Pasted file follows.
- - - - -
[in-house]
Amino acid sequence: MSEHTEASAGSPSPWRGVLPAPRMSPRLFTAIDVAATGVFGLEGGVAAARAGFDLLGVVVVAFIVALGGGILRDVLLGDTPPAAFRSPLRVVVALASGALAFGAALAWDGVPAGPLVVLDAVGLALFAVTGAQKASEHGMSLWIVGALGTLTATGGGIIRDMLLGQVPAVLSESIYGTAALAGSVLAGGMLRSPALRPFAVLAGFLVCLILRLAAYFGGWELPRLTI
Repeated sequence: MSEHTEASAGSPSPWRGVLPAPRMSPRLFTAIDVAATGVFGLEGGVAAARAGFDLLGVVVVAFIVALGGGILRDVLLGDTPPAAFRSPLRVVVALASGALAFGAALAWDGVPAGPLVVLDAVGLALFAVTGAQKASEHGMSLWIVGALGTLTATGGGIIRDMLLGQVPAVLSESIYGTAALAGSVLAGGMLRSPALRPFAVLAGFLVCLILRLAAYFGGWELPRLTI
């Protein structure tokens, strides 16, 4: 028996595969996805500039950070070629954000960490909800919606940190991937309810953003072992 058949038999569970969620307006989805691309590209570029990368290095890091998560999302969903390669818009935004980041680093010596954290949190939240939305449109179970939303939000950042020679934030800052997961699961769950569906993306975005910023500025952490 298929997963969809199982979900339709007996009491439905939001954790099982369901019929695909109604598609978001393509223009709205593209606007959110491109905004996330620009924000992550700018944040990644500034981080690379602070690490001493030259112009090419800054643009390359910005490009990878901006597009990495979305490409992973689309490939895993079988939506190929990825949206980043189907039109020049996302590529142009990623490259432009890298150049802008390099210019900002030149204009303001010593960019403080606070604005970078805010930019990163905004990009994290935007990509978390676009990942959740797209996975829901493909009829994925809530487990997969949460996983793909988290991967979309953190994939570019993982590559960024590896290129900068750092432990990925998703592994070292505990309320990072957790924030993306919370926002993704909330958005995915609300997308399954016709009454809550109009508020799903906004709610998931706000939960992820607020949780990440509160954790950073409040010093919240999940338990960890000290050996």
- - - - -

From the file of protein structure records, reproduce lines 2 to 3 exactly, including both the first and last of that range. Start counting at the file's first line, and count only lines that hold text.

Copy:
Amino acid sequence: MSEHTEASAGSPSPWRGVLPAPRMSPRLFTAIDVAATGVFGLEGGVAAARAGFDLLGVVVVAFIVALGGGILRDVLLGDTPPAAFRSPLRVVVALASGALAFGAALAWDGVPAGPLVVLDAVGLALFAVTGAQKASEHGMSLWIVGALGTLTATGGGIIRDMLLGQVPAVLSESIYGTAALAGSVLAGGMLRSPALRPFAVLAGFLVCLILRLAAYFGGWELPRLTI
Repeated sequence: MSEHTEASAGSPSPWRGVLPAPRMSPRLFTAIDVAATGVFGLEGGVAAARAGFDLLGVVVVAFIVALGGGILRDVLLGDTPPAAFRSPLRVVVALASGALAFGAALAWDGVPAGPLVVLDAVGLALFAVTGAQKASEHGMSLWIVGALGTLTATGGGIIRDMLLGQVPAVLSESIYGTAALAGSVLAGGMLRSPALRPFAVLAGFLVCLILRLAAYFGGWELPRLTI